The power of “death panels” as a phrase and a scare tactic also works because Americans are deeply uncomfortable with death. We don’t like to think about it or talk about it, says bioethicist Tom Murray, president of the Hastings Center. Only 29 percent of us have a living will. As a result of that discomfort, reminding people of death sends them off the deep end, into the part of the neuronal pool where reason cowers behind existential terror. And we’re particularly vulnerable to scaremongering in the atmosphere of dread created by the economic meltdown. When people are already scared about losing their jobs and their homes and paying for health care, it doesn’t take a lot to make them afraid of one more thing. We’re living with “free-floating anxiety” every day, says psychiatrist Louann Brizendine of the University of California, San Francisco. “The brain is signaling ‘danger’ right now. Whenever that happens, the brain typically loses its logical reasoning power.” Fear is also the most contagious emotion. If Chuck Grassley is worried about death panels, millions of people reason (check that: feel), how can I be sure they’re a myth?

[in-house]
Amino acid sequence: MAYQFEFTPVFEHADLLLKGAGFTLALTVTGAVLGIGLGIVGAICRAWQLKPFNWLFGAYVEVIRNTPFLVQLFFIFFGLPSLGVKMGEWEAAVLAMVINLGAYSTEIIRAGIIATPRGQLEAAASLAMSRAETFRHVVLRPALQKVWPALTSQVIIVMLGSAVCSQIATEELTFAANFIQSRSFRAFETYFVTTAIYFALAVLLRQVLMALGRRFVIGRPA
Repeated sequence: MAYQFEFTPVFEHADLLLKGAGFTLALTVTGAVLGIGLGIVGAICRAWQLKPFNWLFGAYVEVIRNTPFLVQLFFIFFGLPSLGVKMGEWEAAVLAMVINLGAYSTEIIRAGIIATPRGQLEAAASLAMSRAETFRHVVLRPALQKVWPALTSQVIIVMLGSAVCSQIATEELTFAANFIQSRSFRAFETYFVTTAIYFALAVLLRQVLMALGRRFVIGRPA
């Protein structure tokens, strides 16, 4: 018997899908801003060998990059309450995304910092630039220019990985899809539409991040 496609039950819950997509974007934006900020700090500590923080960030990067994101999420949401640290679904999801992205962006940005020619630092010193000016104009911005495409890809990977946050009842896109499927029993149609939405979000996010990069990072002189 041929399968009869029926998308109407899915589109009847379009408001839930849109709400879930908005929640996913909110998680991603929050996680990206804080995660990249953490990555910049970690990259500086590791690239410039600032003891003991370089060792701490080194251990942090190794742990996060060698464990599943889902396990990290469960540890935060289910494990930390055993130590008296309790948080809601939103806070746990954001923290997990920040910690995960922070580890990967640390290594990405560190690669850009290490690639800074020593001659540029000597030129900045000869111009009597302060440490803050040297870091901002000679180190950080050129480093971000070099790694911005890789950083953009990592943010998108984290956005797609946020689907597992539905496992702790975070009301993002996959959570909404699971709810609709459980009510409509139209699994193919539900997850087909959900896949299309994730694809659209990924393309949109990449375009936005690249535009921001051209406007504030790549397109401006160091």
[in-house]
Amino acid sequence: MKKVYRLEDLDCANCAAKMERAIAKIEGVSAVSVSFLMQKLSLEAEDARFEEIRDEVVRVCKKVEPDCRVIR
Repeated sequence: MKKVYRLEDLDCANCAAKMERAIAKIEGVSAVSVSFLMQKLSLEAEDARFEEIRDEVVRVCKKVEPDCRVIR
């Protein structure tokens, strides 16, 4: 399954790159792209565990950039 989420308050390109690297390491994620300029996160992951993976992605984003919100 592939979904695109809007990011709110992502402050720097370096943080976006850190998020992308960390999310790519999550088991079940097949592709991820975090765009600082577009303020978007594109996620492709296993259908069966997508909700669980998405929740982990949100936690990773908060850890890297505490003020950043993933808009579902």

From Slate: Many of the pundits attacking government health care have government health care.
3) The New York Times has its third installment in its excellent series on end-of-life care, Months to Live. It’s on the art of delivering bad news:
Most doctors do not excel at delivering bad news, decades of studies show, if only because it goes against their training to save lives, not end them. But Dr. O’Mahony, who works at Montefiore Medical Center in the Bronx, belongs to a class of doctors, known as palliative care specialists, who have made death their life’s work. They study how to deliver bad news, and they do it again and again. They know secrets like who, as a rule, takes it better. They know who is more likely to suffer silently, and when is the best time to suggest a do-not-resuscitate order.